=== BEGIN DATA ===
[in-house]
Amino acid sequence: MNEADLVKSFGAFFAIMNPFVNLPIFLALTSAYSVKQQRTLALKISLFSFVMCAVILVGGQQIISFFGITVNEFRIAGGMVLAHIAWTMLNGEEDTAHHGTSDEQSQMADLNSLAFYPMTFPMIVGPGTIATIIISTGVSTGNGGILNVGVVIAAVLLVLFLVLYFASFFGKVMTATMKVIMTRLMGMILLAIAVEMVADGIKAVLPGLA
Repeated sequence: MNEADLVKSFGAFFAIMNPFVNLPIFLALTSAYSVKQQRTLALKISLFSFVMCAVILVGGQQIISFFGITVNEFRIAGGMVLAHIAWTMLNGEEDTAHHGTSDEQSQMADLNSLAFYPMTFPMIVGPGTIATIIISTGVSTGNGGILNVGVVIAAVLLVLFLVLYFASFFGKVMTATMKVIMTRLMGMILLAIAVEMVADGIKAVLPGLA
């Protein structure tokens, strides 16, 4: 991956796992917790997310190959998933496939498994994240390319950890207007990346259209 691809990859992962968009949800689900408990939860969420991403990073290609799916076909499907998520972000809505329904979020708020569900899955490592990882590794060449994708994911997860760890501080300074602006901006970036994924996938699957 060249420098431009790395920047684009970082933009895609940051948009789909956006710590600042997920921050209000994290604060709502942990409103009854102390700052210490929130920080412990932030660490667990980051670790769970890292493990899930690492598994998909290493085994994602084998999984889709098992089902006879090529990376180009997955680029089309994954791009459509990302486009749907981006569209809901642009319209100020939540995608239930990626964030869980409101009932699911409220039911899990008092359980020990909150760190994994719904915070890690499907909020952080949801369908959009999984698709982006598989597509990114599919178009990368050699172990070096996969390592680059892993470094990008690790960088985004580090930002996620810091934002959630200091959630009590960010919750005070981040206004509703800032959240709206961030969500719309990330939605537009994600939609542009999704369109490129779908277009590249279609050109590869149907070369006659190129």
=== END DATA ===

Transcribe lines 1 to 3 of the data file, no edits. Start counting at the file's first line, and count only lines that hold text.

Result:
[in-house]
Amino acid sequence: MNEADLVKSFGAFFAIMNPFVNLPIFLALTSAYSVKQQRTLALKISLFSFVMCAVILVGGQQIISFFGITVNEFRIAGGMVLAHIAWTMLNGEEDTAHHGTSDEQSQMADLNSLAFYPMTFPMIVGPGTIATIIISTGVSTGNGGILNVGVVIAAVLLVLFLVLYFASFFGKVMTATMKVIMTRLMGMILLAIAVEMVADGIKAVLPGLA
Repeated sequence: MNEADLVKSFGAFFAIMNPFVNLPIFLALTSAYSVKQQRTLALKISLFSFVMCAVILVGGQQIISFFGITVNEFRIAGGMVLAHIAWTMLNGEEDTAHHGTSDEQSQMADLNSLAFYPMTFPMIVGPGTIATIIISTGVSTGNGGILNVGVVIAAVLLVLFLVLYFASFFGKVMTATMKVIMTRLMGMILLAIAVEMVADGIKAVLPGLA